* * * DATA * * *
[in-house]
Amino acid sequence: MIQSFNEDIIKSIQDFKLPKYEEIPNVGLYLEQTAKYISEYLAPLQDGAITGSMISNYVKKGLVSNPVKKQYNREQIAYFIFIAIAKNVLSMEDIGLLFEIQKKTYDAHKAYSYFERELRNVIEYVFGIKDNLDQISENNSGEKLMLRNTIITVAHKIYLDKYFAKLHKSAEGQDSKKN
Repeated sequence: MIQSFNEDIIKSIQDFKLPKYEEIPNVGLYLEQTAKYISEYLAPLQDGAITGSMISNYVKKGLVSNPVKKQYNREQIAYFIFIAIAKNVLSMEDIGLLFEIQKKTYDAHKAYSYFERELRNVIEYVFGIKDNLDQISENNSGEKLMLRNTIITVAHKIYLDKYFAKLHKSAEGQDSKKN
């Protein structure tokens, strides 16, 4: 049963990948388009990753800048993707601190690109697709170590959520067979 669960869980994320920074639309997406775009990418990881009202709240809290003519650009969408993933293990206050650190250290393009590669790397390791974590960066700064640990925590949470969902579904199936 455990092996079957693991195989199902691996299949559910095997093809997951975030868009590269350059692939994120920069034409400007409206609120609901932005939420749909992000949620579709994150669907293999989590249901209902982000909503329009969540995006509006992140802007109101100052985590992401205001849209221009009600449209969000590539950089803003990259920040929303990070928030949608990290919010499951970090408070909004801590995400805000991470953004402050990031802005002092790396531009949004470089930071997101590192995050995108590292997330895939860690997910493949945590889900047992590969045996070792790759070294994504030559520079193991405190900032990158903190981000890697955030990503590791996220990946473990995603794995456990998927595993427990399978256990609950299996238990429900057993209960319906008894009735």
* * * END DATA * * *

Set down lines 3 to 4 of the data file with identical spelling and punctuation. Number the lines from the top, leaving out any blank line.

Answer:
Repeated sequence: MIQSFNEDIIKSIQDFKLPKYEEIPNVGLYLEQTAKYISEYLAPLQDGAITGSMISNYVKKGLVSNPVKKQYNREQIAYFIFIAIAKNVLSMEDIGLLFEIQKKTYDAHKAYSYFERELRNVIEYVFGIKDNLDQISENNSGEKLMLRNTIITVAHKIYLDKYFAKLHKSAEGQDSKKN
């Protein structure tokens, strides 16, 4: 049963990948388009990753800048993707601190690109697709170590959520067979 669960869980994320920074639309997406775009990418990881009202709240809290003519650009969408993933293990206050650190250290393009590669790397390791974590960066700064640990925590949470969902579904199936 455990092996079957693991195989199902691996299949559910095997093809997951975030868009590269350059692939994120920069034409400007409206609120609901932005939420749909992000949620579709994150669907293999989590249901209902982000909503329009969540995006509006992140802007109101100052985590992401205001849209221009009600449209969000590539950089803003990259920040929303990070928030949608990290919010499951970090408070909004801590995400805000991470953004402050990031802005002092790396531009949004470089930071997101590192995050995108590292997330895939860690997910493949945590889900047992590969045996070792790759070294994504030559520079193991405190900032990158903190981000890697955030990503590791996220990946473990995603794995456990998927595993427990399978256990609950299996238990429900057993209960319906008894009735």